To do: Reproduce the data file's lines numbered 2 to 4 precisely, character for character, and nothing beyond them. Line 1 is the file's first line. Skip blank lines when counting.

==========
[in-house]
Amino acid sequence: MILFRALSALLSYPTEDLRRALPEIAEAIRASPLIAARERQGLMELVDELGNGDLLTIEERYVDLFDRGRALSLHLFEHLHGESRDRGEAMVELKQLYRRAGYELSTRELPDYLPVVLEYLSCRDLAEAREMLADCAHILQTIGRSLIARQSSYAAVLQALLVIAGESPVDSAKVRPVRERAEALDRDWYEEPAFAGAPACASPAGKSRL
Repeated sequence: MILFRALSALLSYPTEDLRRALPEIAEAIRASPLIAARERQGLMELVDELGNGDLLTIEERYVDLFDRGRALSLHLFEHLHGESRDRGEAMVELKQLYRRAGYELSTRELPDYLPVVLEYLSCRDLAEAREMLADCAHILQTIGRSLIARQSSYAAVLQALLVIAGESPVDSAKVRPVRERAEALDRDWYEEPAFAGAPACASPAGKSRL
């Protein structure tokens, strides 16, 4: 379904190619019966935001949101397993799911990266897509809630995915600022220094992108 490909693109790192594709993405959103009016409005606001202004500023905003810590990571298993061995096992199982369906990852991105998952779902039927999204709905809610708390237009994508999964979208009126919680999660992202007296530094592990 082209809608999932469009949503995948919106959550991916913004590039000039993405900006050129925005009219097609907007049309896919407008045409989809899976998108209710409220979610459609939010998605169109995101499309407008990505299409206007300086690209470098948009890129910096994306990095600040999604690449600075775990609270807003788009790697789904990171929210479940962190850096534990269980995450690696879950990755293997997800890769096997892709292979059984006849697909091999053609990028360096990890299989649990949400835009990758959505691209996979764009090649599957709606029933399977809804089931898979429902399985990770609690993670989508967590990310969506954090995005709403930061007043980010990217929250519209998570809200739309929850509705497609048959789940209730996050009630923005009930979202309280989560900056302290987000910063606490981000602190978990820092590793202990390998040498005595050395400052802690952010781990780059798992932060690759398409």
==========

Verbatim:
Amino acid sequence: MILFRALSALLSYPTEDLRRALPEIAEAIRASPLIAARERQGLMELVDELGNGDLLTIEERYVDLFDRGRALSLHLFEHLHGESRDRGEAMVELKQLYRRAGYELSTRELPDYLPVVLEYLSCRDLAEAREMLADCAHILQTIGRSLIARQSSYAAVLQALLVIAGESPVDSAKVRPVRERAEALDRDWYEEPAFAGAPACASPAGKSRL
Repeated sequence: MILFRALSALLSYPTEDLRRALPEIAEAIRASPLIAARERQGLMELVDELGNGDLLTIEERYVDLFDRGRALSLHLFEHLHGESRDRGEAMVELKQLYRRAGYELSTRELPDYLPVVLEYLSCRDLAEAREMLADCAHILQTIGRSLIARQSSYAAVLQALLVIAGESPVDSAKVRPVRERAEALDRDWYEEPAFAGAPACASPAGKSRL
């Protein structure tokens, strides 16, 4: 379904190619019966935001949101397993799911990266897509809630995915600022220094992108 490909693109790192594709993405959103009016409005606001202004500023905003810590990571298993061995096992199982369906990852991105998952779902039927999204709905809610708390237009994508999964979208009126919680999660992202007296530094592990 082209809608999932469009949503995948919106959550991916913004590039000039993405900006050129925005009219097609907007049309896919407008045409989809899976998108209710409220979610459609939010998605169109995101499309407008990505299409206007300086690209470098948009890129910096994306990095600040999604690449600075775990609270807003788009790697789904990171929210479940962190850096534990269980995450690696879950990755293997997800890769096997892709292979059984006849697909091999053609990028360096990890299989649990949400835009990758959505691209996979764009090649599957709606029933399977809804089931898979429902399985990770609690993670989508967590990310969506954090995005709403930061007043980010990217929250519209998570809200739309929850509705497609048959789940209730996050009630923005009930979202309280989560900056302290987000910063606490981000602190978990820092590793202990390998040498005595050395400052802690952010781990780059798992932060690759398409």